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LSAT Logical Reasoning Tips: June 09, Sec 1, #20 -or- Speed Limits on the Highway Suck for More Reasons Than You Think


I got my hands on the June 2009 test pretty recently. As that is the most recent LSAT that anyone will see before the upcoming September exam, there are always important lessons to be learned from such a recent test. As for me, I am taking the September test that will be my first real administered LSAT since 2006. When you teach the LSAT for a living, you tend to familiarize yourself with all of the questions. There is no such thing as an LSAT question that I have not seen. So basically I have no way to study. (I know; it’s a big problem). Except, of course, for the June test. So I was thrilled at the opportunity to take a new LSAT. Yes, I am aware that this is slightly lamer than owning a ShamWow, subscribing to eHarmony, or dotting an i with a heart.

As I was working through the Logical Reasoning on the exam, I inevitably started searching for teaching points as much as correct answer choices. So I decided that I would share some of the valuable lessons that can be easily uncovered in the June test. I am going to write a sequence of blog entries that will break down five or so Logical Reasoning questions from the June 2009 LSAT. (You will be able to purchase the entire test from LSAC some time in July.)

Remember, the big trick on the LSAT is to take what we call “meta-points” from questions. You will not see the same question on your LSAT, unfortunately, but you will have questions that require the same mental maneuvers and you will see incorrect answer choices that will prey upon common mistakes.

Alright, here we go. Note: I have to slightly alter the questions due to licensing issues but the gist is the same.

June 2009, LR1, #20

The first thing that you should always do is read the prompt and classify what type of question you are attempting.

    Which one of the following, if true, most seriously weakens the argument?

So here is what we know. We are going to see an argument in the stimulus and it is our job to find an answer choice that weakens this argument. In your mind, you should thus be looking for a weakness in the argument as you read through, so that you can then exploit that weakness in an answer choice.

Below is the stimulus. Read through this slowly and try to comprehend what the argument is trying to prove, how they are attempting to prove it, and attempt to spot any weaknesses in the argument.

    Prior to a certain year, when there was no highway speed limit in Los Angeles, the highway accident rate increased yearly, peaking a decade ago. At that time, the speed limit on highways was set at 65 miles per hour. Every year since the introduction of the highway speed limit, the highway accident rate has been at least 15 percent lower that that of its peak rate. Thus, setting the highway speed limit at 65 mph has reduced the highway accident rate by at least 15 percent.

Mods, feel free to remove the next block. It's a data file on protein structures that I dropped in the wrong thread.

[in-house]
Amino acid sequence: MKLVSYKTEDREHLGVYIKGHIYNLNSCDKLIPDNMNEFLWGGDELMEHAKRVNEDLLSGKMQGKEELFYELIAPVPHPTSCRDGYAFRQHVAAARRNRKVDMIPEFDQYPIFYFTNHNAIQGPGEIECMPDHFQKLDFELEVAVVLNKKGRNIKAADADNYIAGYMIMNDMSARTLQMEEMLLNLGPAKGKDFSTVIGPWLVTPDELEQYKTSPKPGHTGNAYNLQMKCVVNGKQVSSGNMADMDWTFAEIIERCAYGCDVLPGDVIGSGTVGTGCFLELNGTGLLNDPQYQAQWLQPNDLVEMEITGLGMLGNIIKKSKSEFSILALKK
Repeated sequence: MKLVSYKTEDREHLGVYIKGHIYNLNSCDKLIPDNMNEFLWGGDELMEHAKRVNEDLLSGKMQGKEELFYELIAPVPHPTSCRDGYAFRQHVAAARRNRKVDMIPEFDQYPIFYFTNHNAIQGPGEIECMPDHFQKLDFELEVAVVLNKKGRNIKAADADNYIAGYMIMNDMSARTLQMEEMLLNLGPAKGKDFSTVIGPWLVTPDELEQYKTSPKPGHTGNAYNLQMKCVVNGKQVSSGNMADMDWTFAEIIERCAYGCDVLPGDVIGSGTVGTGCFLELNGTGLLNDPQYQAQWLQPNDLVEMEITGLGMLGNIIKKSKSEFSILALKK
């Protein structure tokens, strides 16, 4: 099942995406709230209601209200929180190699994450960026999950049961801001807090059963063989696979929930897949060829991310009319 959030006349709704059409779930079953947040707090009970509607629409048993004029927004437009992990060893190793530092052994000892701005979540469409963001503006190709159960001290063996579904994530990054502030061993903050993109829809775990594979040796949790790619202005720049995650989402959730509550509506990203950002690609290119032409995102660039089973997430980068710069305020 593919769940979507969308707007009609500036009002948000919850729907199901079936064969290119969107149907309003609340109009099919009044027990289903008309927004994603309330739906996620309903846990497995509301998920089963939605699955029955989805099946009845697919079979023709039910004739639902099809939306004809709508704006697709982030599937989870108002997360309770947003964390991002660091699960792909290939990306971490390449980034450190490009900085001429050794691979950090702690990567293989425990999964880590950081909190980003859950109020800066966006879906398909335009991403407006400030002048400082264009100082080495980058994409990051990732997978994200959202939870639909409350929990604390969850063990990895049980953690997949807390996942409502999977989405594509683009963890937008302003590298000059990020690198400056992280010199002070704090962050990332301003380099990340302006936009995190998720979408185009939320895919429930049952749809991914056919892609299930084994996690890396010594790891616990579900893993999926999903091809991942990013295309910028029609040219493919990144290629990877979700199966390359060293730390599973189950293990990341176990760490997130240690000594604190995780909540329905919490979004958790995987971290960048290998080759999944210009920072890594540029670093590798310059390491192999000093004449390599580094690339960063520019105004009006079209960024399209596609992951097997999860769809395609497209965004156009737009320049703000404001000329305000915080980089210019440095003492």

And there we are. First things first, this argument is completely ridiculous to anyone who actually lives in Los Angeles. If you have ever hopped on the glorious 405, you quickly realize that a speed limit on freeways in LA is about as useful as birth control is to the Palin family. We always drive 12 mph unless we are stopped outright. Then we just start shooting at each other in frustration.

Back to the question. This is a very common form of argument in Logical Reasoning. First, you are presented with a correlation. Before there was a speed limit, there were lots of accidents. After a speed limit was imposed, there were fewer accidents. Correlations are very common on the LSAT, and they very commonly set the foundation for a big fallacy that we see here. In this argument, a correlation is taken to imply a much stronger relationship: causation. The conclusion actually asserts that the imposition of the new speed limit is responsible for, or caused, the reduction in the accident rate.

In such a situation, there is always one thing that you should be thinking: It could have been caused by something else. Causation is very hard to establish. So even if it seems likely that the speed limit did decrease the accident rate, you can always weaken that conclusion by raising another possibility. So let your mind wander briefly about what other factors could have stopped people from running into each other. Maybe LA instituted a policy of mandatory driver training? Maybe LA prohibited all alcohol consumption within the city limits? Maybe the driving age was raised to 21 so the crazy teenagers are off the road? The possibilities are endless, but that should be your mindset.

If you think about it, the reasoning in this argument is as simple as in the following argument:

    I used to not get many dates. Then I started using AXE deodorant body spray on a daily basis and my social calendar is now completely booked. AXE must have made the difference for me.

Well, not necessarily. We fall prey to this type of reasoning in everyday life, and we are often presented with it in advertisements (like the compelling ad above). Of course, it could be possible that something else led to my sudden increase in dates, like puberty, or money, or possibly dropping my standards.

There are a few other things to notice here.

First, note that the argument concerns the accident rate. There is a big distinction on the LSAT between statements based in numbers and statements based in percentages. Saying that the fatality rate for base jumping is higher than the fatality rate for crossing the street does not necessarily mean that more people die of base jumping than crossing the street. In this question, we are dealing with the accident rate, so that would be independent of the number of drivers on the road. This is always important to keep in mind. They could give you an answer choice that says that more people are utilizing public transportation since the new speed limit was put into place (yeah, right, this is LA). That would be a very tempting answer choice but actually would be irrelevant because we are only dealing with the accident rate and not the total number of accidents.